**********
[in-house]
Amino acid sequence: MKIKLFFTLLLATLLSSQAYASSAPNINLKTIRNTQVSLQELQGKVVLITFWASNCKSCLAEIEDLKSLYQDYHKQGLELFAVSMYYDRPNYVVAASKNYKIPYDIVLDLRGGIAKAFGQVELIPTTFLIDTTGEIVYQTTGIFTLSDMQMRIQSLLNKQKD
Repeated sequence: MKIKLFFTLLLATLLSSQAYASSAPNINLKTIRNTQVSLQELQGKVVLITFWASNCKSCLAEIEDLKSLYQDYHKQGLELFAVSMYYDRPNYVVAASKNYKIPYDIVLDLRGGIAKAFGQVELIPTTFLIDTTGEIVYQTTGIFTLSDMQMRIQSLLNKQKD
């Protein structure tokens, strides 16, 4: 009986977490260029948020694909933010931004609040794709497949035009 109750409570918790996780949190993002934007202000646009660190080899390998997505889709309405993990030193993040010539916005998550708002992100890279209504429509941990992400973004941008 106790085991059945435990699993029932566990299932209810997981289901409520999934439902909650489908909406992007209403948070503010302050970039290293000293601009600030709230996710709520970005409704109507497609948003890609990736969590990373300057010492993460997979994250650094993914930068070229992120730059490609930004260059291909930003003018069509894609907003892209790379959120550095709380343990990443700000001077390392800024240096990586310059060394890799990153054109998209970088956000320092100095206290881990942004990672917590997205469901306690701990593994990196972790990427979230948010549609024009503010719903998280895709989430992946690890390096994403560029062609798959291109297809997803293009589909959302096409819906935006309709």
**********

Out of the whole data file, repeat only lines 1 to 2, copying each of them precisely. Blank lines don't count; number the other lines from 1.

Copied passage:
[in-house]
Amino acid sequence: MKIKLFFTLLLATLLSSQAYASSAPNINLKTIRNTQVSLQELQGKVVLITFWASNCKSCLAEIEDLKSLYQDYHKQGLELFAVSMYYDRPNYVVAASKNYKIPYDIVLDLRGGIAKAFGQVELIPTTFLIDTTGEIVYQTTGIFTLSDMQMRIQSLLNKQKD